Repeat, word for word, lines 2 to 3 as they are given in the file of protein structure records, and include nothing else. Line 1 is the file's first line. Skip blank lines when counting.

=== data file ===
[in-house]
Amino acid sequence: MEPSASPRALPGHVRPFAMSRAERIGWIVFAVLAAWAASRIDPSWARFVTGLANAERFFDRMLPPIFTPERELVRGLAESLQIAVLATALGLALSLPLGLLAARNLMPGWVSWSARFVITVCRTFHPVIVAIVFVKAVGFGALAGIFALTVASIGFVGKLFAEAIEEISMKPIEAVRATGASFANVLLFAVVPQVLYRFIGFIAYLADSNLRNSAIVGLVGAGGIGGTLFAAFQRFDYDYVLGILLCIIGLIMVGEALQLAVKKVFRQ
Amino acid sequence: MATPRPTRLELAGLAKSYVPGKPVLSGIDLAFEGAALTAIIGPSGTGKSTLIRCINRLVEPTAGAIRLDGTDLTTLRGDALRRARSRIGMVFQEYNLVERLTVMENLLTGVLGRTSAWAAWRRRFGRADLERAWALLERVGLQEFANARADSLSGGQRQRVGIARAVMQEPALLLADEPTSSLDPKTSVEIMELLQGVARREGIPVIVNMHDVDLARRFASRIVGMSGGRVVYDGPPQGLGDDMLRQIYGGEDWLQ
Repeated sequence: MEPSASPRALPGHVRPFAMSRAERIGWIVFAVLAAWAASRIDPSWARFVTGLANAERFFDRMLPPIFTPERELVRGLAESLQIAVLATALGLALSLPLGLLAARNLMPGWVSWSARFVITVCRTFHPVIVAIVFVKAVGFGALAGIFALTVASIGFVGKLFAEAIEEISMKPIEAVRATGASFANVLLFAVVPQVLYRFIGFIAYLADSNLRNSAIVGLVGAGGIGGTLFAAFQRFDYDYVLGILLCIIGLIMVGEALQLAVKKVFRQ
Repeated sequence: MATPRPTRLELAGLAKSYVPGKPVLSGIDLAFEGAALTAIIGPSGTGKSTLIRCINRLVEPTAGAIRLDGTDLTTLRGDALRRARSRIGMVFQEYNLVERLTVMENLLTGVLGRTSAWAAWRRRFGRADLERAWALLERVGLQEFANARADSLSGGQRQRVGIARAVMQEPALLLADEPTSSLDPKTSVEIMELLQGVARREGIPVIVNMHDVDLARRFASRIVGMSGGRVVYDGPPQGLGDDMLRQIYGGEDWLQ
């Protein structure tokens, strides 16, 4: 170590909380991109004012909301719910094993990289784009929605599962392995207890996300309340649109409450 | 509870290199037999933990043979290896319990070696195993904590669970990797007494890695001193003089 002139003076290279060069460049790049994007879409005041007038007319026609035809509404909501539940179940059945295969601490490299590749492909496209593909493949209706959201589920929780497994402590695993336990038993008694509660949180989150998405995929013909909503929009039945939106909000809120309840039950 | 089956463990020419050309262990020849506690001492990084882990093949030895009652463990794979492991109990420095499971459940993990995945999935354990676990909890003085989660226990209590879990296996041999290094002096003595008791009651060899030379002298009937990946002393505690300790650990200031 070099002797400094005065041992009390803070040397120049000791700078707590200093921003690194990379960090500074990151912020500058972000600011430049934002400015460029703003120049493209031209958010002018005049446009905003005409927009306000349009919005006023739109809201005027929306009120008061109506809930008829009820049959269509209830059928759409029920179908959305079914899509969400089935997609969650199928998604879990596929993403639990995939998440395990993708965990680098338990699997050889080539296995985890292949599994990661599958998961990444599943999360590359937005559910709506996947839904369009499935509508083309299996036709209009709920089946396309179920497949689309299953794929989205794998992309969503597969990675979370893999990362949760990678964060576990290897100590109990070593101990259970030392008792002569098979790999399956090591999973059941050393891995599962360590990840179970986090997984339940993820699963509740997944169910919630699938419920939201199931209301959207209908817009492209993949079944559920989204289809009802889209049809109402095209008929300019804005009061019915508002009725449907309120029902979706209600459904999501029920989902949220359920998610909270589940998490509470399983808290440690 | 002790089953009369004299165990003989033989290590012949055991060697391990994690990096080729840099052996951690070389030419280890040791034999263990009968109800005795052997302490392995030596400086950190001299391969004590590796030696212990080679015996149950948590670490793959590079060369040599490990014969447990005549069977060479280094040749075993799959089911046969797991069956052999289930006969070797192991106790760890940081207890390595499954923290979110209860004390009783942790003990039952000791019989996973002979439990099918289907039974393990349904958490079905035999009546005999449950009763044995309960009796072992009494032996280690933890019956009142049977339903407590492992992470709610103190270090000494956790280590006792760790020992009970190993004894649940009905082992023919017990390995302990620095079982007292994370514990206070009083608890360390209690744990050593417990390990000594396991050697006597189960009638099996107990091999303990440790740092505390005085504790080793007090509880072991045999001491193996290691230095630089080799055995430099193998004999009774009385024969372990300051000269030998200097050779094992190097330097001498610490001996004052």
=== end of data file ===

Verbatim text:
Amino acid sequence: MEPSASPRALPGHVRPFAMSRAERIGWIVFAVLAAWAASRIDPSWARFVTGLANAERFFDRMLPPIFTPERELVRGLAESLQIAVLATALGLALSLPLGLLAARNLMPGWVSWSARFVITVCRTFHPVIVAIVFVKAVGFGALAGIFALTVASIGFVGKLFAEAIEEISMKPIEAVRATGASFANVLLFAVVPQVLYRFIGFIAYLADSNLRNSAIVGLVGAGGIGGTLFAAFQRFDYDYVLGILLCIIGLIMVGEALQLAVKKVFRQ
Amino acid sequence: MATPRPTRLELAGLAKSYVPGKPVLSGIDLAFEGAALTAIIGPSGTGKSTLIRCINRLVEPTAGAIRLDGTDLTTLRGDALRRARSRIGMVFQEYNLVERLTVMENLLTGVLGRTSAWAAWRRRFGRADLERAWALLERVGLQEFANARADSLSGGQRQRVGIARAVMQEPALLLADEPTSSLDPKTSVEIMELLQGVARREGIPVIVNMHDVDLARRFASRIVGMSGGRVVYDGPPQGLGDDMLRQIYGGEDWLQ